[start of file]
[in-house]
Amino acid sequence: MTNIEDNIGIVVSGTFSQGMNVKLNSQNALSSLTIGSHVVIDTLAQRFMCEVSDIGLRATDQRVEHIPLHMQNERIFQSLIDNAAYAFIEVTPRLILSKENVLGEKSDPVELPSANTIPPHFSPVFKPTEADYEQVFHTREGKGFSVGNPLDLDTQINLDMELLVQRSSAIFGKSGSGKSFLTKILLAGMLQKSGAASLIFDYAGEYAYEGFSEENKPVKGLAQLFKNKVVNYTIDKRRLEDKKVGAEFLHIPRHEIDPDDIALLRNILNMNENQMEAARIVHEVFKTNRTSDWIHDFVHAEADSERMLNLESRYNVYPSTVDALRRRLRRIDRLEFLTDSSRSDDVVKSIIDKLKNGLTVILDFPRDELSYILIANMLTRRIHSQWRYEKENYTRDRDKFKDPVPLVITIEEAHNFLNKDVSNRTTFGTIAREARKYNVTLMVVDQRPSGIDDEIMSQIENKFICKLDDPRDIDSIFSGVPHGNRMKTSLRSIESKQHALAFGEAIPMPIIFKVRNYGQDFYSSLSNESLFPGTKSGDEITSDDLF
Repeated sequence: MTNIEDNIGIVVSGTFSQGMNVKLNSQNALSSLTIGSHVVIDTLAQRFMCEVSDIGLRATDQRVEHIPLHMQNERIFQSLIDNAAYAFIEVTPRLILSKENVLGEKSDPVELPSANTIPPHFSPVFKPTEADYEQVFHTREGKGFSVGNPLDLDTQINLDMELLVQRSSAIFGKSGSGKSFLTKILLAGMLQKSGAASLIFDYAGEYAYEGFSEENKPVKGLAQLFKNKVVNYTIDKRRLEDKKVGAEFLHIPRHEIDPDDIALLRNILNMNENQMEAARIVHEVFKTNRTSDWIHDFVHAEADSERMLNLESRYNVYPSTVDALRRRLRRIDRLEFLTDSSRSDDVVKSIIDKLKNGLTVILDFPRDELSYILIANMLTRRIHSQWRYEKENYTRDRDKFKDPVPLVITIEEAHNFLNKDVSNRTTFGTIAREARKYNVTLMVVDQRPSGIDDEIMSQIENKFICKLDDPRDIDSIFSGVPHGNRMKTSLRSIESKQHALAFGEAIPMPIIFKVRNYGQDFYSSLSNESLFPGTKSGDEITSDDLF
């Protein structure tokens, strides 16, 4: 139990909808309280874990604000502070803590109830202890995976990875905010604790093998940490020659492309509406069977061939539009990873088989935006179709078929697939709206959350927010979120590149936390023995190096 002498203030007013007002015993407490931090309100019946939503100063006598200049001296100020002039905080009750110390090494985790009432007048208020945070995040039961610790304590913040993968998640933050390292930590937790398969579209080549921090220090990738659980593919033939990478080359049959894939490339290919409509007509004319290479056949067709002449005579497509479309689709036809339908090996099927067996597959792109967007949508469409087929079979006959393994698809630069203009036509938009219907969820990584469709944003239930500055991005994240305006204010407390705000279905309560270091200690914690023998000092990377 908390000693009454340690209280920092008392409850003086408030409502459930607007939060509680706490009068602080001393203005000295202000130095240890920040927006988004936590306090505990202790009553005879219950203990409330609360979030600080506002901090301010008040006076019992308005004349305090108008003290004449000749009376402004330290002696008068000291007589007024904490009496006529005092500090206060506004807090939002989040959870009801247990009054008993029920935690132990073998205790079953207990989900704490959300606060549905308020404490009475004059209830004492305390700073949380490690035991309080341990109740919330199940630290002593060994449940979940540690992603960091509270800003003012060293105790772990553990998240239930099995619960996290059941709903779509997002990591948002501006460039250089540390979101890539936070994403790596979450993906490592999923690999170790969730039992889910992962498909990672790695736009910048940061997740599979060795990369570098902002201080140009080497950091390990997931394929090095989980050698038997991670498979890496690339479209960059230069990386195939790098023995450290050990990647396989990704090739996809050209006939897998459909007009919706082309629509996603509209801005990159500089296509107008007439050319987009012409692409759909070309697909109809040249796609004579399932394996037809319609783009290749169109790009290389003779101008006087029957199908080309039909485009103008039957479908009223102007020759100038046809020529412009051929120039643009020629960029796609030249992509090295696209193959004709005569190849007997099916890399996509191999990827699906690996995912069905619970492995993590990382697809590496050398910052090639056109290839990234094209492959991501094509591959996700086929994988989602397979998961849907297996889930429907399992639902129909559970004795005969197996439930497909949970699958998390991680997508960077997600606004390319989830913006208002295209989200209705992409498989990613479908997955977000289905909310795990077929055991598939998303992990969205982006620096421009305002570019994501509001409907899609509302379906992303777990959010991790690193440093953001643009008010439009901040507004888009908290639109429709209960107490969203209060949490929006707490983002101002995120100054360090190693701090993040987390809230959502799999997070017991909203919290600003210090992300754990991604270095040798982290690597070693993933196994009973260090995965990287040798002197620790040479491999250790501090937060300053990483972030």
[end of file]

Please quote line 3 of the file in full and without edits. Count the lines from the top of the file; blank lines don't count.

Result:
Repeated sequence: MTNIEDNIGIVVSGTFSQGMNVKLNSQNALSSLTIGSHVVIDTLAQRFMCEVSDIGLRATDQRVEHIPLHMQNERIFQSLIDNAAYAFIEVTPRLILSKENVLGEKSDPVELPSANTIPPHFSPVFKPTEADYEQVFHTREGKGFSVGNPLDLDTQINLDMELLVQRSSAIFGKSGSGKSFLTKILLAGMLQKSGAASLIFDYAGEYAYEGFSEENKPVKGLAQLFKNKVVNYTIDKRRLEDKKVGAEFLHIPRHEIDPDDIALLRNILNMNENQMEAARIVHEVFKTNRTSDWIHDFVHAEADSERMLNLESRYNVYPSTVDALRRRLRRIDRLEFLTDSSRSDDVVKSIIDKLKNGLTVILDFPRDELSYILIANMLTRRIHSQWRYEKENYTRDRDKFKDPVPLVITIEEAHNFLNKDVSNRTTFGTIAREARKYNVTLMVVDQRPSGIDDEIMSQIENKFICKLDDPRDIDSIFSGVPHGNRMKTSLRSIESKQHALAFGEAIPMPIIFKVRNYGQDFYSSLSNESLFPGTKSGDEITSDDLF